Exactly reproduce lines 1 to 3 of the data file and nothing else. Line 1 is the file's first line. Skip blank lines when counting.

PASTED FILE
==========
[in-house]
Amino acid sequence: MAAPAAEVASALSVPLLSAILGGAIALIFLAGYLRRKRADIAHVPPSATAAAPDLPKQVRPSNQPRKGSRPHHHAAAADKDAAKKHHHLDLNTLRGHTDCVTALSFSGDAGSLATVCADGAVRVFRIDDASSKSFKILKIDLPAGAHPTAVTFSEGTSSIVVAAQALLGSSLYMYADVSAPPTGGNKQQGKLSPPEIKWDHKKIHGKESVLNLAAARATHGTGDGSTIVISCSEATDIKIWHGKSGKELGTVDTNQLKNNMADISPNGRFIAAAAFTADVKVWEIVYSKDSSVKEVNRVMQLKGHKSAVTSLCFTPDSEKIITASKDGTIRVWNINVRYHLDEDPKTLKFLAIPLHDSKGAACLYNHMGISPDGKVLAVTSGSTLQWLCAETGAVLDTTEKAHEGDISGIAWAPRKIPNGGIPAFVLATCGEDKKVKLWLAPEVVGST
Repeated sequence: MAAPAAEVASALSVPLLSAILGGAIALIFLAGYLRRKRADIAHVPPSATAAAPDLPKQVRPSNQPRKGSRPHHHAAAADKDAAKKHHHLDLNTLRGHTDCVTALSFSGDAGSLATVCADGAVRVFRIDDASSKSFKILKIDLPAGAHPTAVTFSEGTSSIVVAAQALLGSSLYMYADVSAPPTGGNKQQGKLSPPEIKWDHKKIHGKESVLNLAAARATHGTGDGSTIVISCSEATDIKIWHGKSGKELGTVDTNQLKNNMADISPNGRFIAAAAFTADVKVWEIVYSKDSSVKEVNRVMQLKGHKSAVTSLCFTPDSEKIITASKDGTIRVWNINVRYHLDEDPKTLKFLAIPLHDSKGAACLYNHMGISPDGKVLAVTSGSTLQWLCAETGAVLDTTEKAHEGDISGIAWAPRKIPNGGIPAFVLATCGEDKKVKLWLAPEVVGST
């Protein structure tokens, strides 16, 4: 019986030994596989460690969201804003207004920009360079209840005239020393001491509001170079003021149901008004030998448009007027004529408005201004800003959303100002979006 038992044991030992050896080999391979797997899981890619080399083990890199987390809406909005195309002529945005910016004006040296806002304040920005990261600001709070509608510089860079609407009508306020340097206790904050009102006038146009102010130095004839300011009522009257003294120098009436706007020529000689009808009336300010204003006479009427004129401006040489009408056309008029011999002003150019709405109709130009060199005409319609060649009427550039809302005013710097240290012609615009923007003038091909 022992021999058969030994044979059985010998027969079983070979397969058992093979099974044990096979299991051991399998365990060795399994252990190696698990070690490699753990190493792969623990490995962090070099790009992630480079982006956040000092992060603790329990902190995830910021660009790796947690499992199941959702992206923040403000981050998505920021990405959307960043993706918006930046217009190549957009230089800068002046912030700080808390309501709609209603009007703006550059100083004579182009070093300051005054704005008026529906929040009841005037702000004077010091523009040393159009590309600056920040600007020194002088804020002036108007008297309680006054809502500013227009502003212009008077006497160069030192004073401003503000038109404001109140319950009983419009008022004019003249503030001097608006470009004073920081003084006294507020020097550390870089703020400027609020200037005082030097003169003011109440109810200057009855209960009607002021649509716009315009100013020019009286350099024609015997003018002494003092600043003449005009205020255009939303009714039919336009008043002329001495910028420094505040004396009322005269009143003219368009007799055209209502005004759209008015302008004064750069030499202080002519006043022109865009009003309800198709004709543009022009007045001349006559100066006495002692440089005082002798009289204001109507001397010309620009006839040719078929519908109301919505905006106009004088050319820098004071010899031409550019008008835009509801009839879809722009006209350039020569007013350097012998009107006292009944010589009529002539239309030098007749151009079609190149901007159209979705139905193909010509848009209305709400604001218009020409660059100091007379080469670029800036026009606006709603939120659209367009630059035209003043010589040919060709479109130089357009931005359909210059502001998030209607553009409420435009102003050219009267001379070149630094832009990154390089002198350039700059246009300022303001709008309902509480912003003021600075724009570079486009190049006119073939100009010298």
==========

[in-house]
Amino acid sequence: MAAPAAEVASALSVPLLSAILGGAIALIFLAGYLRRKRADIAHVPPSATAAAPDLPKQVRPSNQPRKGSRPHHHAAAADKDAAKKHHHLDLNTLRGHTDCVTALSFSGDAGSLATVCADGAVRVFRIDDASSKSFKILKIDLPAGAHPTAVTFSEGTSSIVVAAQALLGSSLYMYADVSAPPTGGNKQQGKLSPPEIKWDHKKIHGKESVLNLAAARATHGTGDGSTIVISCSEATDIKIWHGKSGKELGTVDTNQLKNNMADISPNGRFIAAAAFTADVKVWEIVYSKDSSVKEVNRVMQLKGHKSAVTSLCFTPDSEKIITASKDGTIRVWNINVRYHLDEDPKTLKFLAIPLHDSKGAACLYNHMGISPDGKVLAVTSGSTLQWLCAETGAVLDTTEKAHEGDISGIAWAPRKIPNGGIPAFVLATCGEDKKVKLWLAPEVVGST
Repeated sequence: MAAPAAEVASALSVPLLSAILGGAIALIFLAGYLRRKRADIAHVPPSATAAAPDLPKQVRPSNQPRKGSRPHHHAAAADKDAAKKHHHLDLNTLRGHTDCVTALSFSGDAGSLATVCADGAVRVFRIDDASSKSFKILKIDLPAGAHPTAVTFSEGTSSIVVAAQALLGSSLYMYADVSAPPTGGNKQQGKLSPPEIKWDHKKIHGKESVLNLAAARATHGTGDGSTIVISCSEATDIKIWHGKSGKELGTVDTNQLKNNMADISPNGRFIAAAAFTADVKVWEIVYSKDSSVKEVNRVMQLKGHKSAVTSLCFTPDSEKIITASKDGTIRVWNINVRYHLDEDPKTLKFLAIPLHDSKGAACLYNHMGISPDGKVLAVTSGSTLQWLCAETGAVLDTTEKAHEGDISGIAWAPRKIPNGGIPAFVLATCGEDKKVKLWLAPEVVGST